Participation of University Students in Research

The National Statement is clear that special care should be taken in research contexts where a dependent relationship between researcher and subject exist. The common situation where a university staff member seeks to recruit university students into a research project is clearly a context where unequal power relationships can exist.

Guiding Principles

Principles relating to students as research participants

  • No student should be coerced into participation as subjects in any research activity. Such coercion may take the form of:
    1. an allocation of "marks" for participation;
    2. giving an indication of "special consideration" for participation
    3. a suggestion of disadvantage associated with non participation;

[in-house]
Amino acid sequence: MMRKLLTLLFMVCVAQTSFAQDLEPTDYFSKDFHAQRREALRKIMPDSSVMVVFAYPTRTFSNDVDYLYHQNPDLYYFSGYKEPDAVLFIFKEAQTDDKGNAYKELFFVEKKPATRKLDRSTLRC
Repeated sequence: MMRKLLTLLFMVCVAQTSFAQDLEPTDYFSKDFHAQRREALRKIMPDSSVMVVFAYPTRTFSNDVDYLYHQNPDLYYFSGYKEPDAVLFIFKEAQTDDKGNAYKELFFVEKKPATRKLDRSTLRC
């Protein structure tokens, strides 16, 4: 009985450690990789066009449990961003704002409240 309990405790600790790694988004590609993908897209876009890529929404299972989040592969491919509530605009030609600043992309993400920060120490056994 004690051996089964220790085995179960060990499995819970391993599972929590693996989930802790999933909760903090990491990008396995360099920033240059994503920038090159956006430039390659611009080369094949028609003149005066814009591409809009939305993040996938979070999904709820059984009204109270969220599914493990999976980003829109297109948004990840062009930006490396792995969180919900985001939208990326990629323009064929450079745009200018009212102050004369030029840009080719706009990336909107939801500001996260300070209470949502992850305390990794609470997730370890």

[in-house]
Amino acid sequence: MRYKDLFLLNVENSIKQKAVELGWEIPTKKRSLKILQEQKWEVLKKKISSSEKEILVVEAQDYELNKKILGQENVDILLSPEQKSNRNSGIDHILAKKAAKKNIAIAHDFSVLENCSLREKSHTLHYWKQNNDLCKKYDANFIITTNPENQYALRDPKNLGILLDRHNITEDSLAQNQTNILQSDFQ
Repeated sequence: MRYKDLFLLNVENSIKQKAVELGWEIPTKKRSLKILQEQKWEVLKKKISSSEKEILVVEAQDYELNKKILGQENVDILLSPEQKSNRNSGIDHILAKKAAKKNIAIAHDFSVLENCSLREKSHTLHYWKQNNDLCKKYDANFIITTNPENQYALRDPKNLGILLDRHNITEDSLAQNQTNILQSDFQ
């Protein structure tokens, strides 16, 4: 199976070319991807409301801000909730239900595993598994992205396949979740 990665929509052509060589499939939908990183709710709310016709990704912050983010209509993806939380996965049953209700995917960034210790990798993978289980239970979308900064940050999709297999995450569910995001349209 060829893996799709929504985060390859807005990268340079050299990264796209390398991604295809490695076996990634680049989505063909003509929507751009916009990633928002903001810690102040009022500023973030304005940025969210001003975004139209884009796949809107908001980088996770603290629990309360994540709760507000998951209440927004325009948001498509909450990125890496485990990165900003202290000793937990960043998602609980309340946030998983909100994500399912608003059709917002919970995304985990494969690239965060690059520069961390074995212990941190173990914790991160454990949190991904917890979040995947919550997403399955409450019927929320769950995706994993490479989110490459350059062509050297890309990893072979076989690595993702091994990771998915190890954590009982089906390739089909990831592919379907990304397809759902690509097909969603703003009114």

4. issuing an invitation to participate without a clear consent procedure that leads to fully informed consent;
    5. distributing instruments in lectures and tutorials in such a way as to make non-participation a difficult option to exercise.
  • Wherever possible an academic will use a third party to seek student participation in their research. This third party should not be an academic currently teaching that student cohort.
  • The greater the level of personal revelation sought from student participants the greater the preference for complete anonymity in the data collection process.

Principles related to student activity in the research process

  • Students should not be exploited through subject requirements that result in their use as unpaid research assistants.
  • An academic shall not allow their own raw data to be processed by students as an assessable or required task if there is an intention to publish the resultant analysis.
  • An academic must not claim sole ownership of data that has been collected or co-collected by students as part of an assessable or required activity. All student involvement in the conduct of such research will be fully acknowledged in all reports and published works arising from the research.